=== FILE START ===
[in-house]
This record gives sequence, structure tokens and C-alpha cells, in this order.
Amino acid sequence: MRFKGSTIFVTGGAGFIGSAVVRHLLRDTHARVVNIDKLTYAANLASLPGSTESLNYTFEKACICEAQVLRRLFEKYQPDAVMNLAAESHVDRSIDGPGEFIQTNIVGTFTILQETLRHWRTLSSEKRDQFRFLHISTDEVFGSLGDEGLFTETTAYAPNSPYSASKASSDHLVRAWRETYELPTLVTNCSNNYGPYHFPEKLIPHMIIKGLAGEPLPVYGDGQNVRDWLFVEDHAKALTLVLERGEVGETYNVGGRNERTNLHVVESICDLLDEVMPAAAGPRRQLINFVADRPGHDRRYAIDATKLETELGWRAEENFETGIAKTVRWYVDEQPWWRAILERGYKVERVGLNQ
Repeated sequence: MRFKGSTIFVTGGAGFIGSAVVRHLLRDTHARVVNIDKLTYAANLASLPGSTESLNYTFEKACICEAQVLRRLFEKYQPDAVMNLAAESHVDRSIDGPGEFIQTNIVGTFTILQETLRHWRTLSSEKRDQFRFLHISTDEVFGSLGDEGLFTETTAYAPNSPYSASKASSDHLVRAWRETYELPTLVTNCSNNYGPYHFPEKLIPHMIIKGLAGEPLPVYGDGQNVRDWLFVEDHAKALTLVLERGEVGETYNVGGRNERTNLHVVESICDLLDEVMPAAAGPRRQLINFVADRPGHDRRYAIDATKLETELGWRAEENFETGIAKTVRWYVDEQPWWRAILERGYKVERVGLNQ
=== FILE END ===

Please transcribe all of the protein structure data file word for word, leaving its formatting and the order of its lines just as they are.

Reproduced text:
[in-house]
This record gives sequence, structure tokens and C-alpha cells, in this order.
Amino acid sequence: MRFKGSTIFVTGGAGFIGSAVVRHLLRDTHARVVNIDKLTYAANLASLPGSTESLNYTFEKACICEAQVLRRLFEKYQPDAVMNLAAESHVDRSIDGPGEFIQTNIVGTFTILQETLRHWRTLSSEKRDQFRFLHISTDEVFGSLGDEGLFTETTAYAPNSPYSASKASSDHLVRAWRETYELPTLVTNCSNNYGPYHFPEKLIPHMIIKGLAGEPLPVYGDGQNVRDWLFVEDHAKALTLVLERGEVGETYNVGGRNERTNLHVVESICDLLDEVMPAAAGPRRQLINFVADRPGHDRRYAIDATKLETELGWRAEENFETGIAKTVRWYVDEQPWWRAILERGYKVERVGLNQ
Repeated sequence: MRFKGSTIFVTGGAGFIGSAVVRHLLRDTHARVVNIDKLTYAANLASLPGSTESLNYTFEKACICEAQVLRRLFEKYQPDAVMNLAAESHVDRSIDGPGEFIQTNIVGTFTILQETLRHWRTLSSEKRDQFRFLHISTDEVFGSLGDEGLFTETTAYAPNSPYSASKASSDHLVRAWRETYELPTLVTNCSNNYGPYHFPEKLIPHMIIKGLAGEPLPVYGDGQNVRDWLFVEDHAKALTLVLERGEVGETYNVGGRNERTNLHVVESICDLLDEVMPAAAGPRRQLINFVADRPGHDRRYAIDATKLETELGWRAEENFETGIAKTVRWYVDEQPWWRAILERGYKVERVGLNQ